Microsoft’s recent announcement of launching Ethereum on Azure might be one of the biggest, a most potent sponsorship of a particular blockchain in the history of this technology. Additionally, the tech giant also announced a new algorithm for it, called Proof-of-Authority, or PoA.
About Proof-of-Authority and Ethereum on Azure
Ethereum on Azure is a so-called BaaS (Blockchain-as-a-Service) product, which allows companies to configure and deploy Ethereum’s own blockchain network in a matter of minutes. The announcement by Microsoft states that the new algorithm, Proof-of-Authority, will allow the creation of dApps on ETH network. This is a big move, especially due to the fact that the ETH network is not secured by PoW.
According to Azure Global’s software engineer, Cody Born, the PoW is the algorithm that is best suited for blockchains where participants do not exactly trust one another. Through the use of computation costs, this algorithm would allow the network to self-regulate. This makes it perfect for open, anonymous networks, but it loses its value in the consortium and private networks. This is why the appearance of Proof-of-Authority for Ethereum is a big and important development for this network.
According to the model that Microsoft has presented, each of the consensus nodes will have its own identity on the Ethereum’s network. Also, all users of the network will have the ability to delegate their votes if something was to happen to their primary node. That way, everyone will have the ability to continue to participate in everything that is going on within the network.
The announcement also revealed that Microsoft’s product will come with a dApp by the name of ‘Governance dApp’. Its purpose is to make the process of voting simpler, and it will allow each member of the network to manage their own keys themselves. This comes as Microsoft’s way to provide members with more security, and to make signing into wallets easier.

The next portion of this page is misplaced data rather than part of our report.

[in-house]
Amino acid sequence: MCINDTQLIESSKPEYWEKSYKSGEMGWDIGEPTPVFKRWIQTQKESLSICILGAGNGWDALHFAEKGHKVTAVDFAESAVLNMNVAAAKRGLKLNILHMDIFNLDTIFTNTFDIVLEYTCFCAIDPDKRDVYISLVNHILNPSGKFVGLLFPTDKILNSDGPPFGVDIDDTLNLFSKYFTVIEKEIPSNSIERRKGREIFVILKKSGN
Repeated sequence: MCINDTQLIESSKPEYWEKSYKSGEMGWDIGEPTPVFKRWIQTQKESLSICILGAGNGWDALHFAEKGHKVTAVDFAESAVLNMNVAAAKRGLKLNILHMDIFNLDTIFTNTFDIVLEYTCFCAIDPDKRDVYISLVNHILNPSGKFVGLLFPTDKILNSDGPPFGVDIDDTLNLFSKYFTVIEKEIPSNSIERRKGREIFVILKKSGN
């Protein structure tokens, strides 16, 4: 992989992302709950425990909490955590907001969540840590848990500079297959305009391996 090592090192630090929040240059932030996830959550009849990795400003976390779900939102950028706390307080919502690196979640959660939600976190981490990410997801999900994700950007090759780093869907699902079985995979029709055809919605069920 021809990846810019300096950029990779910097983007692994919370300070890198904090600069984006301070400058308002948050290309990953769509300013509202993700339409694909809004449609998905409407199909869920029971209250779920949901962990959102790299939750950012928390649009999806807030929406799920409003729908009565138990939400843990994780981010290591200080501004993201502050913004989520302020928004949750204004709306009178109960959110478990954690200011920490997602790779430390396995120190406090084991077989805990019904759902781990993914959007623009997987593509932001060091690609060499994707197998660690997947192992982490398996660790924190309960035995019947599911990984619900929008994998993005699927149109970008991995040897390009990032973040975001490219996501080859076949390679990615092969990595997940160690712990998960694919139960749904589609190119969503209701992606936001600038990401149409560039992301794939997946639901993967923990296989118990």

This dApp is also expected to provide the network with decentralized governance due to the fact that all changes will be made through voting on the blockchain itself. That way, all new developments will be transparent, and entirely community-driven. Additionally, Microsoft decided to enable web-assembly support provided by Parity. This will allow developers to use programming languages other than Solidity, which will make smart contracts creation more accessible to those who are not familiar with Ethereum’s own programming language.
The introduction of Proof-of-Authority is expected to have a potentially large impact and might lead to multiple implications. For example, the publication and even development of future dApps might include things like employee compensation, electronic voting, overseeing the supply chain, agreements enabled via smart contracts and more.
IOTW’s head of business development, Kartik Mehrotra, commented on this and said that the change might end up simplifying numerous tasks for companies. It might also allow them to focus more strongly on their own core activities. Doing so would certainly enhance their key skills, not to mention revenue. Finally, the new partnership will lead to competition with already existing company blockchains and future ones alike.
Another interesting development regarding Microsoft is its recent partnership with ICE. Together with other companies, including Starbucks, Microsoft joined ICE in creating a new platform called Bakkt, which is expected to help boost the adoption of BTC. However, despite Microsoft’s new crypto-friendliness, its search engine, Bing, still has not removed a block on crypto ads that were introduced earlier this year.